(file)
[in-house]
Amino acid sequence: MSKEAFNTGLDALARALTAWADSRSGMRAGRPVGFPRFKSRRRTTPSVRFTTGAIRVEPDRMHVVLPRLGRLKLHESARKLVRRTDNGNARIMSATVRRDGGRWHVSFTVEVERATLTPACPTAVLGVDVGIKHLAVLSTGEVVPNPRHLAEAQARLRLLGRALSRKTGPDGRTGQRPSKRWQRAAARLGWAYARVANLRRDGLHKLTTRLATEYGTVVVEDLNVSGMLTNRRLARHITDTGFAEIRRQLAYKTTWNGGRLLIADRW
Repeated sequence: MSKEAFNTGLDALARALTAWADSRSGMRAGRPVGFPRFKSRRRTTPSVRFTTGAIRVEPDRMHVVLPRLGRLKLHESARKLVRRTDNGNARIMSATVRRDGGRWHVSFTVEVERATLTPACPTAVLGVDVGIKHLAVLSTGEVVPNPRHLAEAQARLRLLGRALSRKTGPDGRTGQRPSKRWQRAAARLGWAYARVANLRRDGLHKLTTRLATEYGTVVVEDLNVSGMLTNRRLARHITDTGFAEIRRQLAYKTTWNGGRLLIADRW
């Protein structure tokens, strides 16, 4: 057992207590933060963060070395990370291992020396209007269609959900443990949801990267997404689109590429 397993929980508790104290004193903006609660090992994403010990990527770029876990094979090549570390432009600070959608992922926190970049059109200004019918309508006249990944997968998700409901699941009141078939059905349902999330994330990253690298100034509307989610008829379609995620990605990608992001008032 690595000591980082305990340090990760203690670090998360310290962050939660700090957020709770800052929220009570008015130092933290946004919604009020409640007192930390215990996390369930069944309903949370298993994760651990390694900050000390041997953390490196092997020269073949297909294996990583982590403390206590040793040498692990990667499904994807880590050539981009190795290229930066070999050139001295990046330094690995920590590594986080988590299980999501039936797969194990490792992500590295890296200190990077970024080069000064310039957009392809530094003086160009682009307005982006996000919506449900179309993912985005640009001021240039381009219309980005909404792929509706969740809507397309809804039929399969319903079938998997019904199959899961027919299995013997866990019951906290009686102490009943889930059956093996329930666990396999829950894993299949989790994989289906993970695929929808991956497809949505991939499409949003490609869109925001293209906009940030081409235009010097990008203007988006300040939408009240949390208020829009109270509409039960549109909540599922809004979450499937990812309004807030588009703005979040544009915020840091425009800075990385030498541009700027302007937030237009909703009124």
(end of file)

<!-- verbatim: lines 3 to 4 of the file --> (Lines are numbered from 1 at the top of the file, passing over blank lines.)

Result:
Repeated sequence: MSKEAFNTGLDALARALTAWADSRSGMRAGRPVGFPRFKSRRRTTPSVRFTTGAIRVEPDRMHVVLPRLGRLKLHESARKLVRRTDNGNARIMSATVRRDGGRWHVSFTVEVERATLTPACPTAVLGVDVGIKHLAVLSTGEVVPNPRHLAEAQARLRLLGRALSRKTGPDGRTGQRPSKRWQRAAARLGWAYARVANLRRDGLHKLTTRLATEYGTVVVEDLNVSGMLTNRRLARHITDTGFAEIRRQLAYKTTWNGGRLLIADRW
């Protein structure tokens, strides 16, 4: 057992207590933060963060070395990370291992020396209007269609959900443990949801990267997404689109590429 397993929980508790104290004193903006609660090992994403010990990527770029876990094979090549570390432009600070959608992922926190970049059109200004019918309508006249990944997968998700409901699941009141078939059905349902999330994330990253690298100034509307989610008829379609995620990605990608992001008032 690595000591980082305990340090990760203690670090998360310290962050939660700090957020709770800052929220009570008015130092933290946004919604009020409640007192930390215990996390369930069944309903949370298993994760651990390694900050000390041997953390490196092997020269073949297909294996990583982590403390206590040793040498692990990667499904994807880590050539981009190795290229930066070999050139001295990046330094690995920590590594986080988590299980999501039936797969194990490792992500590295890296200190990077970024080069000064310039957009392809530094003086160009682009307005982006996000919506449900179309993912985005640009001021240039381009219309980005909404792929509706969740809507397309809804039929399969319903079938998997019904199959899961027919299995013997866990019951906290009686102490009943889930059956093996329930666990396999829950894993299949989790994989289906993970695929929808991956497809949505991939499409949003490609869109925001293209906009940030081409235009010097990008203007988006300040939408009240949390208020829009109270509409039960549109909540599922809004979450499937990812309004807030588009703005979040544009915020840091425009800075990385030498541009700027302007937030237009909703009124």